People & Culture

Featured Fellow: Peter Suedfeld

  • May 31, 2014
  • 256 words
  • 2 minutes
Peter Suedfeld Expand Image
Advertisement

Most people’s idea of a great summer vacation doesn’t include being holed up in an abandoned research station in Nunavut while analyzing — and being analyzed by — half a dozen other psychologists. But Peter Suedfeld isn’t like most people.

Suedfeld, a Holocaust survivor who went on to become a professor emeritus of psychology at the University of British Columbia, became interested in how people cope with isolated, restricted, monotonous and low-stimulus environments. He began to study the effects solitary confinement had on prisoners, then expanded his focus to examining isolation in polar regions.

His research has taken him to both polar regions, including two trips to Nunvut’s Ellef Ringnes Island, where he and his colleagues ran two months of experiments on each other while completely isolated from the outside world at the abandoned Isachsen research station. Although the environment — misty, muddy and complete with abandoned vehicles and buildings — could have served as the setting for a horror movie, Suedfeld says the trip really wasn’t bad at all.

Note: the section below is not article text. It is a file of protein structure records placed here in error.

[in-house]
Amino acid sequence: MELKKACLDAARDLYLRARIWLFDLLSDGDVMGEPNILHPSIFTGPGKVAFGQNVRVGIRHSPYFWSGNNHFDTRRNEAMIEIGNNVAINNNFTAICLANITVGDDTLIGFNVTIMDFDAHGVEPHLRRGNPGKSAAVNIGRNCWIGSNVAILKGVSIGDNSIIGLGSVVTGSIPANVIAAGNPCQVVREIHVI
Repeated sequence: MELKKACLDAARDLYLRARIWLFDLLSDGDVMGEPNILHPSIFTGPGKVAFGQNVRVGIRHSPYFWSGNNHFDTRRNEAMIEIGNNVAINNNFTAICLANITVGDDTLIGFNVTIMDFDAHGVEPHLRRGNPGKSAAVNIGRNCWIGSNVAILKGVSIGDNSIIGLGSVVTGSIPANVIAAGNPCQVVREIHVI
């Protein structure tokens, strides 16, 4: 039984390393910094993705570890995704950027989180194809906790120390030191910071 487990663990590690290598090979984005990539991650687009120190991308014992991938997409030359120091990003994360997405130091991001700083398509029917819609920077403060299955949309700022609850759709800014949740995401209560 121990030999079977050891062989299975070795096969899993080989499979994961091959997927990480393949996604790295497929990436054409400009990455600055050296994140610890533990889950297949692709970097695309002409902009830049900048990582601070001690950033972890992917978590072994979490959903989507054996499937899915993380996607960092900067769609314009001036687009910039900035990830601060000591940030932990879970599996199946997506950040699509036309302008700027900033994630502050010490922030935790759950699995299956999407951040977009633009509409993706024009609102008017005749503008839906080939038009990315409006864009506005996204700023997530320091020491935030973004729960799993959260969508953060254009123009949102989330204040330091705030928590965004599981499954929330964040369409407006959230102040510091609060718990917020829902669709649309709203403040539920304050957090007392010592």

Suedfeld has always been interested in studying the physical characteristics of such harsh environments and their effects on people who spend time in them, so it seems natural that he has turned his attention to astronauts. And while he doesn’t think he’ll be able to organize a first-hand research trip to space, he still plans on getting near some of the Earth’s more isolated regions soon. “I think,” he says, “that I’m going to take my wife on a cruise to the Antarctic.”

Advertisement

Related Content

People & Culture

Kahkiihtwaam ee-pee-kiiweehtataahk: Bringing it back home again

The story of how a critically endangered Indigenous language can be saved

  • 6310 words
  • 26 minutes
A crowd of tourist swarm on a lakeside beach in Banff National Park

Places

Smother Nature: The struggle to protect Banff National Park

In Banff National Park, Alberta, as in protected areas across the country, managers find it difficult to balance the desire of people to experience wilderness with an imperative to conserve it

  • 3507 words
  • 15 minutes

People & Culture

Catherine McKenna on diversity in politics, internet trolls, and cold-water swimming

Episode 28

A century after the first woman was elected to the Canadian Parliament, one of the most prominent figures in present-day politics shares her thoughts on how to amplify diverse voices in the Commons

  • 22 minutes

Travel

How to stop a gold rush

The new movement building flourishing tourism hubs across Canada – one sustainable example at a time

  • 3297 words
  • 14 minutes